Friday, April 26, 2013

TV For Dummies

This isn't so much going to be a blog post as it is a public service announcement. Or a dictionary, really. For people who don't know any television jargon. So read on and learn some English that you can use in conversation with me. 

Series- if you don't know what this is, we have a problem. However, there is an added definition that I wouldn't blame you for not knowing (theoretically. In reality I blame everyone for not knowing everything about TV). In British television, a series is what we Americans call a season. Example: There have been two series of Sherlock, and the fandom explodes on a daily basis waiting for the third.

Series Premiere- the first episode of the show, aka the pilot. Often, TV shows have unaired pilots that never see the light of day. Sometimes it's because they have to recast, sometimes it's because the plot needs to be tweaked. Or almost completely redone, as was the case with The Big Bang Theory.

Season Premiere- the first episode of the season. It usually introduces the season's arc (see below), both in plot and character development.

Season Finale- the last episode of the season. Usually, something really big happens in a season finale. People die (sort of like basically every season finale of Supernatural), people leave (I'm still mad at Angel for the third season finale of Buffy), people survive (you go Kristina Braverman!), and companions leave and Doctors regenerate (Ten and Rose, come back to me! Oh, wait, you are!). 

Series Finale- the last episode of a show. You'll probably cry in happiness and scream from sheer grief. If you're not doing either of those, you're living your life wrong. Unless you're watching the series finale of Political Animals, which is probably the point at which you should be yelling at the TV, "GODDAMMIT, why weren't you renewed?!"

Ships/Shipping/Shipper- A ship is short for "relationship." Shipping is also a verb. For example, I ship Buffy and Angel, the ship of all ships (no, seriously, they started the concept of hardcore shipping). When Spike came along and Buffy became romantic with him, the first shipping wars ensued. A shipping war usually involves shippers (people who ship) yelling at each other on the Internets about why their ship is better and using gifs like this to express their emotions:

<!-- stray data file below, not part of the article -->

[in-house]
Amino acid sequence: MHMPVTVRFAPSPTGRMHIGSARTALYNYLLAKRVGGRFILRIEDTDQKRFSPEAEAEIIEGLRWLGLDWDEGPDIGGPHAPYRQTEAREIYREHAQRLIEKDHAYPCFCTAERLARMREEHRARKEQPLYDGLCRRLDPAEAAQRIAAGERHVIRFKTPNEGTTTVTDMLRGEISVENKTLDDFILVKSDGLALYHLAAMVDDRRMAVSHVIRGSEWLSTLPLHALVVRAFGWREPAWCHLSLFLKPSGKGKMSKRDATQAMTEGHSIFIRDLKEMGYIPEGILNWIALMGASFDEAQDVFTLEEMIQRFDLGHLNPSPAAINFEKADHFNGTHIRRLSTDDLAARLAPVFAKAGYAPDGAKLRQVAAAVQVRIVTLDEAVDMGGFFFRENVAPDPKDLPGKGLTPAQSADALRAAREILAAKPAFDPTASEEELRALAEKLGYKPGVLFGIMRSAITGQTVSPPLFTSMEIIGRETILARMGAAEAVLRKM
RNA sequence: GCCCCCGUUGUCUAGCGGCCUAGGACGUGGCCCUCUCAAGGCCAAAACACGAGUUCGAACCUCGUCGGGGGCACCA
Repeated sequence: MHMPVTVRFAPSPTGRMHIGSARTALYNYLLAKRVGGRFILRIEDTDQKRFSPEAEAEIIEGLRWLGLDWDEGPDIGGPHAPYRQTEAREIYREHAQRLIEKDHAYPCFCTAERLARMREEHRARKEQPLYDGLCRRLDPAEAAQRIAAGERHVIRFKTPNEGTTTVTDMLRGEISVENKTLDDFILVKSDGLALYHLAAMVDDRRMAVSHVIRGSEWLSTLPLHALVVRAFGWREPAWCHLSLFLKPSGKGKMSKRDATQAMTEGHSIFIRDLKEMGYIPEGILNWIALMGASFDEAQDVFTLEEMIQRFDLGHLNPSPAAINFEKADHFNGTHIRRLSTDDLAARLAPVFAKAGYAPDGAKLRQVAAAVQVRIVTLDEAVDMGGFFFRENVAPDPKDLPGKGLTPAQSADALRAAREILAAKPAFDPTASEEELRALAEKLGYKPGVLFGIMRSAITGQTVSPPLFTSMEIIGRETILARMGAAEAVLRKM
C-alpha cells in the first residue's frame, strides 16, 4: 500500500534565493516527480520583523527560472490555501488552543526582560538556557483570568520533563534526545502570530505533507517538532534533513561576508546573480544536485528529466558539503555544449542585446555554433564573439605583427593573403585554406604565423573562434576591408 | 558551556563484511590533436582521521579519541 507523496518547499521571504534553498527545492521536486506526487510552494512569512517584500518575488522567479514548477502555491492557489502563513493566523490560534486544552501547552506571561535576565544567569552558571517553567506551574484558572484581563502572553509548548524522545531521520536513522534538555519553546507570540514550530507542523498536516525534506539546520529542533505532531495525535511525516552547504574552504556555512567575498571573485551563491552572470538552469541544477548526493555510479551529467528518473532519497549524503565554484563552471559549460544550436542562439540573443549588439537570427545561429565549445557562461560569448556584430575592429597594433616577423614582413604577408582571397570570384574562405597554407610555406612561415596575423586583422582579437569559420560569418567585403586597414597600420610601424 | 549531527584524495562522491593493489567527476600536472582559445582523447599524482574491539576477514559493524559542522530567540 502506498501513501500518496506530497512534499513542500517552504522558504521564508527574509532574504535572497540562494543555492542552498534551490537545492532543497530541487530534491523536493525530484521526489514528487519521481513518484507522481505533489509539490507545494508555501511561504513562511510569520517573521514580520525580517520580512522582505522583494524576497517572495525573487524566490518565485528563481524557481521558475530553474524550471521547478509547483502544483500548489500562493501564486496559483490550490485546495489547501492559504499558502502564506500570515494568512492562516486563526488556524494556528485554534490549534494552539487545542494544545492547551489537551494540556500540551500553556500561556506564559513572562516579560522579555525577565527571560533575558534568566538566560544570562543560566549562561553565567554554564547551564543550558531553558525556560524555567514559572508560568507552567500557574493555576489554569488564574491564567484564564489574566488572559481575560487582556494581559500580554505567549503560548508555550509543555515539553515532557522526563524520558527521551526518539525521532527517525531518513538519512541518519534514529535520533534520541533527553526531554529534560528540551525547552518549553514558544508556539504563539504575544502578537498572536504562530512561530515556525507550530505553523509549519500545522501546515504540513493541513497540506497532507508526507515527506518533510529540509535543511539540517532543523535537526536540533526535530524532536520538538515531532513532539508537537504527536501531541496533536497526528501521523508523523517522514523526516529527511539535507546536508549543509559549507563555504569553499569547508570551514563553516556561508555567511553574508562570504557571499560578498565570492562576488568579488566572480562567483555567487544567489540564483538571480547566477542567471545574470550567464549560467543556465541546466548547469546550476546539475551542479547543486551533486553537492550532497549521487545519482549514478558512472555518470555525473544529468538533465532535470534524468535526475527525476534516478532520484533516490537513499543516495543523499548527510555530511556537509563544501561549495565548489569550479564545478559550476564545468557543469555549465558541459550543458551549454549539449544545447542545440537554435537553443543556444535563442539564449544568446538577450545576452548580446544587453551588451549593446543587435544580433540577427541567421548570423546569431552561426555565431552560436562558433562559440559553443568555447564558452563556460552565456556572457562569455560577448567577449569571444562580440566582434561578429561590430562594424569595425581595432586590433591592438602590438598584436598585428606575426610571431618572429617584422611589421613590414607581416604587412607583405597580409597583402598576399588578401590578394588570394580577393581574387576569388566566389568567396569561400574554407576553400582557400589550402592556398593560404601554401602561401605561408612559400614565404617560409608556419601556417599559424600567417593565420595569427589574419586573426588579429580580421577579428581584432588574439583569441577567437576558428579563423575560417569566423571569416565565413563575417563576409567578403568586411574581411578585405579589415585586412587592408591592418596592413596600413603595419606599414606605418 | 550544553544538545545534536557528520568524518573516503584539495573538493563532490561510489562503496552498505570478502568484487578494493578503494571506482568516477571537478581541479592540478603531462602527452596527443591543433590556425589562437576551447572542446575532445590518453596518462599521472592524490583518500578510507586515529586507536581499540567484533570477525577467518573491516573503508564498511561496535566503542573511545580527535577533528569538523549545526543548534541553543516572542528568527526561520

OTP- One True Pairing. This is your ship of all ships. Usually, people who say they have one OTP are lying. Like me. Right now, my OTP is Destiel (Dean and Castiel on Supernatural). But on any given day, my OTP is also Bangel, Spuffy, Fresley, Victor/Sierra, Dean/Lisa, Ten/Rose, Eleven/Rose, WilTara, WillOz, and Janto. It really just depends on my mood.

BroTP- This is a non-romantic One True Pairing. The "Bro" stands for bromance, or bros. Example: Charlie Bradbury and Dean Winchester (Winbury) are my brotp. Again, you can have more than one. Again, if you say you have only one, you're probably lying. Booth and Sweets are also my brotp. So are Sam and Dean, Emily and Nolan, McSteamy and McDreamy. I also have real life brotp's, like Jensen Ackles and Misha Collins, and Jensen Ackles and Jared Padalecki.

Christmas Special- This is a "British thing" in which they air longer episodes of their TV shows on Christmas and call them special. Do watch them. Do not call them season finales. Example: This year's Doctor Who Christmas special was terrible, and Steven Moffat should step down as showrunner (that bit at the end was just an added opinion).

Arcs- character development or plot that is spread out for more than one episode, usually three or four, up to a whole season (the latter is also known as the season arc). Example: Every season of Buffy had a Big Bad that was utilized as the season-long plot arc.